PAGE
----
Jan. 29th, 2016

arf_she_said: (Default)
I was just gonna present these without comment but I'll never get over how well-made this movie is. Tremors (1990, dir. Ron Underwood, DOP. Alexander Gruszynski) is sharp and funny, and introduces absolutely everything you need to know about its premise and characters within ten minutes. It never moves at anything less than a cracking pace. Fred Ward has some golden broad comic beats to go with his crunchy broad face and Kevin Bacon, who is introduced taking a piss and pulling his undies out of his arse, sells the hell out of every second of his moments of alarm and victory.

The script by Brent Maddock and S. S. Wilson is a study in narrative economy: every secondary character introduction speaks volumes and every gag is an organic set-up for something of narrative significance later -- who's got the lighter, who wins rock-paper-scissors, Bacon taking it personally that McIntyre's not a green-eyed blonde with perfect breasts. It's very easy to enjoy this one on its own terms -- no need for the irony and distance that a lot of cult classics might require.

It's also WAY prettier than it has any goddamn right to be. These are not the kind of visuals you expect out of a creature-feature comedy from the exact group of people who brought you Short Circuit. These are Western shots; romance shots; comedy shots. They bring it scope and intimacy and humour.

It knows how to use scenery and it knows how to use faces and it knows how to place people in the screen -- Underwood is so good at framing in this movie. In the standoff in Perfection he often keeps one beroofed character in the background while another character is working in the foreground; the screen is alive with action and tension but it's never distracting. He keeps dirt (sorry, Pleistocene alluvials) in just about every shot, and dust is caked on windows, shirts, is always puffing up around people or dangerously in the distance. The sets are all practical, allowing shots through windows, all built in that extraordinary valley, with mountains looming in the background, at first trapping them, and then offering safety.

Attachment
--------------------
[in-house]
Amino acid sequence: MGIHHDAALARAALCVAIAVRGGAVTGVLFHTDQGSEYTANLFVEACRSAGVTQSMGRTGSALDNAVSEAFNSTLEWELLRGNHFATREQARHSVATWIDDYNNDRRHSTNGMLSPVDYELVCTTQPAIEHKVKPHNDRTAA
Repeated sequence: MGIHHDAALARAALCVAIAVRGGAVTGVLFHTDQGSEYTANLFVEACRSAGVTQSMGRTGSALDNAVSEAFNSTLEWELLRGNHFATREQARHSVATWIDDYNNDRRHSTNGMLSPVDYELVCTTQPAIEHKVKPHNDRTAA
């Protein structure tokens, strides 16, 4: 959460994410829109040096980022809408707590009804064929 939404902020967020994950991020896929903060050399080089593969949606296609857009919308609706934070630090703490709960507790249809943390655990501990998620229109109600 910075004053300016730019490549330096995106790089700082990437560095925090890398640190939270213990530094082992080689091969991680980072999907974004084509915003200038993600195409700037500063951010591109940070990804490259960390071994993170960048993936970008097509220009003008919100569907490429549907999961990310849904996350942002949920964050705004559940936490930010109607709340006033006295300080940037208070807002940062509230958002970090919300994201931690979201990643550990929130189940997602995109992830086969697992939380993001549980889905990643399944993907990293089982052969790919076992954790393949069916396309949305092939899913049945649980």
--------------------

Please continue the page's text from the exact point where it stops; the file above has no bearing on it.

So just about every shot, apart from being gorgeous, carries multiple strands of narrative, character, and spatial information; and Underwood never misses a chance to use the camera for a visual gag either -- Bacon's burst of hair as he hangs upside down -- the reveal of Burt and Heather's gun wall -- pull back from a closeup of an object over Bacon's and Ward's shoulders to reveal how far they have to go to get to it -- Bacon running almost offscreen and screaming I GOT A GODDAMN PLAN over his shoulder like a madman.

Here are some of my favourite shots:

Broke into the wrong goddamn rec room didn't you you bastard! )
arf_she_said: (Default)
All you gotta do to get me is have characters who can't look at each other but desperately want to. EMOTION! Great trick for an actor to pull off, to be hyperconscious of another person.

And of course...


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